Christians must courageously share with others, pope says at Angelus

Christians must courageously share with others, pope says at Angelus

Pope Francis waves to the crowd in St. Peter's Square from a window of the Apostolic Palace at the Vatican during the Angelus Aug. 2, 2020. (Credit: CNS photo/IPA/Sipa via Reuters.)

True compassion requires "courageous sharing," not telling people to go fend for themselves, Pope Francis said.

ROME — True compassion requires “courageous sharing,” not telling people to go fend for themselves, Pope Francis said.

God operates according to “the logic of taking responsibility for others, the logic of not washing one’s hands, the logic of not looking the other way,” he said before praying the Angelus with visitors in St. Peter’s Square Aug. 2.

Telling people to “‘fend for themselves,’ should not enter into the Christian vocabulary,” he said.

The pope’s remarks were part of his reflection on the day’s Gospel reading about the miracle of the multiplication of the loaves and fishes.

In the reading from the Gospel according to Matthew, the disciples told Jesus he should send the crowds away as evening approached, so they could go look for and buy some food for themselves. Instead, Jesus told them, “There is no need for them to go away; give them some food yourselves,” and he proceeded to bless the little food they had, dividing it and giving it to his disciples so they could feed the thousands without the food ever running out.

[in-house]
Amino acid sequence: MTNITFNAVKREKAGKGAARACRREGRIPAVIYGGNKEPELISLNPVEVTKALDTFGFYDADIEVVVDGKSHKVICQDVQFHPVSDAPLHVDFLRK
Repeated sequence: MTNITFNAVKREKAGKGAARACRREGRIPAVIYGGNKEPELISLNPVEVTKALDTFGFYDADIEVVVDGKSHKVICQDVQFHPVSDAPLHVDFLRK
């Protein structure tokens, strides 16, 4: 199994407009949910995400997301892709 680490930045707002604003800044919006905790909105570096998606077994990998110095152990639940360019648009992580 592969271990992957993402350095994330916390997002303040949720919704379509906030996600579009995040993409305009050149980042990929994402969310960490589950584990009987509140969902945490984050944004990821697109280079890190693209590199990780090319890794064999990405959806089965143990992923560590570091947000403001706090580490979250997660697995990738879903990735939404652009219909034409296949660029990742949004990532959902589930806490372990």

“With this gesture, Jesus demonstrates his power; not in a spectacular way, but as a sign of charity, of God the father’s generosity toward his weary and needy children,” the pope said.

Jesus is fully “immersed in the life of his people, he understands their fatigue and their limitations, but he does not allow anyone to be lost, or to lose out — he nourishes them with his word and provides food in plenty for sustenance,” he said.

Pope Francis said Christians should be showing the same compassion and tenderness that Jesus showed toward the crowds.

Compassion is not “sentimentality, but rather the concrete manifestation of the love that cares for the people’s needs,” he said. It is the ability to suffer with others and “to take others’ sorrows on ourselves.”

“Perhaps it would do us good today to ask ourselves: Do I feel compassion when I read news about war, about hunger, about the pandemic?” he asked. “Do I feel compassion toward the people who are close to me? Am I capable of suffering with them, or do I look the other way, or ‘they can fend for themselves?'”

The pope asked that people understand God’s sense of compassion, “which is trust in the provident love of the Father and means courageous sharing.”

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